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Copy of Belbin

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John Holden

on 18 July 2014

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Transcript of Copy of Belbin

Belbin
Belbin Team Role Self-Perception Inventory was designed to measure behavioural characteristics that individuals display when working in teams
As Belbin measures behaviours rather than personality it is not considered to be a psychometric test. Rather personality is one of the many factors that can influence behaviour
This means that whilst personality traits are acknowledged to be fairly constant (eg, MBTI), behaviour can change more readily, adapting to changes in any of those factors that influence it

Belbin
Purpose of Belbin

Belbin Team Profiles – Understanding roles for a high performing team – Halton CCG Team Development Event Friday 18th July 2014
Scoring of the Belbin Self-Perception Inventory
Individuals are asked to provide a score of 10 in total across each section of the inventory. For example, if an individual identifies with 2 of the statements, then a score of 5 per statement will be given. If an individual identifies with 4 statements, but 2 are more relevant that the other 2, then a score of 3,3,2,and 2 might be provided. All sections must add up to a total of 10.
Individuals are asked not to mark in extremes – either 10 marks for one answer or 1 mark to all 10 questions

Example of scoring matrix
Time to complete the questionnaire – 20 minutes + 10 minutes scoring
How does Belbin work?
Through the Team Role Self-Perception Inventory, individuals will probably find they occupy more than one team role. Through the self-perception inventory individuals will understand their preferred roles, their manageable roles, and their least preferred roles within a team setting
The theory of team roles is concerned not just with acknowledging strengths and weaknesses, but also in cultivating strengths to becoming a model, strong example of a given Team Role Type

Completion of the Belbin Self-Perception Inventory
The model consists of 8 dimensions (team roles), each dimension consists of a number of questions under a statement heading.
The statement heading gives a work-based scenario or situation with which an individual can identify. This is intended to anchor the behaviours described in a familiar work context and to encourage individuals to reflect and draw on their own examples from work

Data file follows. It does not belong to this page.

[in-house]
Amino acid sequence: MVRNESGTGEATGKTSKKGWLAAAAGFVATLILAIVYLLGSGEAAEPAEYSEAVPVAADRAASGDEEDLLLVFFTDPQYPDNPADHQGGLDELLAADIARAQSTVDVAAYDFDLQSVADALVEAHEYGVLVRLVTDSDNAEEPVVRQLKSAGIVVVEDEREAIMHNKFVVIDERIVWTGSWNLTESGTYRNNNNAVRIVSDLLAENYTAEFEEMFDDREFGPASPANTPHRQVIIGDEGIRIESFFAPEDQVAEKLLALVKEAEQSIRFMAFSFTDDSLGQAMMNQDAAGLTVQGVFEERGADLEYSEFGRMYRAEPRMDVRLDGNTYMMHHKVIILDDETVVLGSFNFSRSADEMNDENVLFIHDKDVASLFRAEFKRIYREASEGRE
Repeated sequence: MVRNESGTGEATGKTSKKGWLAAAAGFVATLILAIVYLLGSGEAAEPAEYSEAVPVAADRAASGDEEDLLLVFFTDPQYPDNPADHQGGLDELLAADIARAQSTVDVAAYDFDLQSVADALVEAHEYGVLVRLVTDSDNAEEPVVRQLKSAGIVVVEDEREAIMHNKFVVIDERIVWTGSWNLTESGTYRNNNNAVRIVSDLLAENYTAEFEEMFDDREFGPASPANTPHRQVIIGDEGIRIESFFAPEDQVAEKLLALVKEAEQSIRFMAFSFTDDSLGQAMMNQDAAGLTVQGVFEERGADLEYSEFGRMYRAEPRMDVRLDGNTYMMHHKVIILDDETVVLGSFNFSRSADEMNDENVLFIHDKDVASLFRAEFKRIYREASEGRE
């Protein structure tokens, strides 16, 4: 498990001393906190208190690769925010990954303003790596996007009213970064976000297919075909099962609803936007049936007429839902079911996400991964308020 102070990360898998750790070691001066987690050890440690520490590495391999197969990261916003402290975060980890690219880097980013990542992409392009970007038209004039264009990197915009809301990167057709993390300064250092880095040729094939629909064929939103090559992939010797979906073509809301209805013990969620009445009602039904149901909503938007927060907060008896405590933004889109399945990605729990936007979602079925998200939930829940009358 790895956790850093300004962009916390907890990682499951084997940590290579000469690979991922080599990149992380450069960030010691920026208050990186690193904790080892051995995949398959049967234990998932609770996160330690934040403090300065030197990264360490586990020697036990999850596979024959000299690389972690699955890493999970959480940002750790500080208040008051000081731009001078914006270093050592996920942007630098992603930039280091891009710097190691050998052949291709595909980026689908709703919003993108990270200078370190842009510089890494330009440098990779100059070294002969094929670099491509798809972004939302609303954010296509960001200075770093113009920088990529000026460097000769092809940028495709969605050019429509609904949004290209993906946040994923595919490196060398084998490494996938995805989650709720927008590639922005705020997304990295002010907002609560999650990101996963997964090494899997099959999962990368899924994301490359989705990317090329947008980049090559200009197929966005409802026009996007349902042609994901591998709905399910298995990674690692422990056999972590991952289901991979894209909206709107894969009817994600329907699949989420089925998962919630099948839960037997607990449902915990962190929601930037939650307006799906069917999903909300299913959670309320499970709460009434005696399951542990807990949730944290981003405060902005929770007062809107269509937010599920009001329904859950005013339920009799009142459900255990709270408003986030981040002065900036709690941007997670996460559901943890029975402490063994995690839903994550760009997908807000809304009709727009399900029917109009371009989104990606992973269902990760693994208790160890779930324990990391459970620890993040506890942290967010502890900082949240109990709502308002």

Alison Johnson, John Holden
Organisational Development Team
CMCSU
Belbin Roles
Monitor Evaluator (ME):
Monitor Evaluator (ME):
One by one, other team roles began to emerge.

The Monitor Evaluator was required to provide a logical eye, make impartial judgements, and to weigh up the team’s options in a dispassionate way.
Co-Ordinator (co)
Co-ordinators were needed to focus on the team’s objectives, draw out team members, and delegate work appropriately.



When the team is at risk at becoming isolated and inwardly focused, the resource investigator provide inside knowledge on the opposition and make sure that the team’s idea will carry to the world outside the team

Resource Investigator (RI):


Implementers are needed to plan a practical, workable strategy and carry it out as efficiently as possible
Implementer (IMP):


Completer finishers are most effectively used at the end of a task, to “polish” and scrutinise the work for errors, subjecting it to the highest standards of quality control.

Completer Finisher (CF):
Team workers help the team to gel, using their versatility to identify the work required and complete it on behalf of the team.

Teamworker (TW)


Challenging individuals, known as shapers, provide the necessary drive to ensure that the team keeps moving and does not lose focus or momentum

Shaper (SH);
Balance is key: Each of the Belbin role behaviours is essential in getting the team successfully from start to finish. For example, a team with no plants may struggle to come up with an initial spark of an idea. However, with too many plants, bad ideas can conceal good ones and non-starters get too much air time.
Similarly for shapers, in-fighting can occur whilst with no shapers, a team might amble along with no clear purpose and drive.

Belbin Roles
Plants can be unorthodox or forgetful
Resource Investigators might forget to follow up on a lead
Monitor Evaluators can be overly critical and slow moving
Co-Ordinators might over-delegate leaving themselves little work to do
Implements can be slow to relinquish their plans in favour of positive changes
Completer Finishers can be accused of taking their perfectionism to extremes
Team workers can become indecisive when unpopular decisions needs to be made
Shapers can risk becoming aggressive and bad-tempered in their attempts to get things done

Strengths and ALLOWABLE Weaknesses
Create 2 teams randomly
Each team will be given a task to focus on for 30 minutes
Each team will be assigned an observer who will observe the interaction with team roles, not the detail of the activity
Feedback across both teams on progress, interactions, decisions and actions (including observer feedback)

Group activity
Team 1:
Design and preparation for the “Sharing Event Day” on 24.9.14 for all staff, governing body and clinical leads. This will be held as part of the AGM day
Team 2:
Website redesign to include roles and responsibilities, team profiles etc.

Tasks – both arising from Staff Culture Survey Action Plan
Plant (PL)
This was the first role Belbin identified. The role was so-called because one individual was “planted” in each team.

These individuals seem to be highly creative and good at solving problems in unconventional ways.
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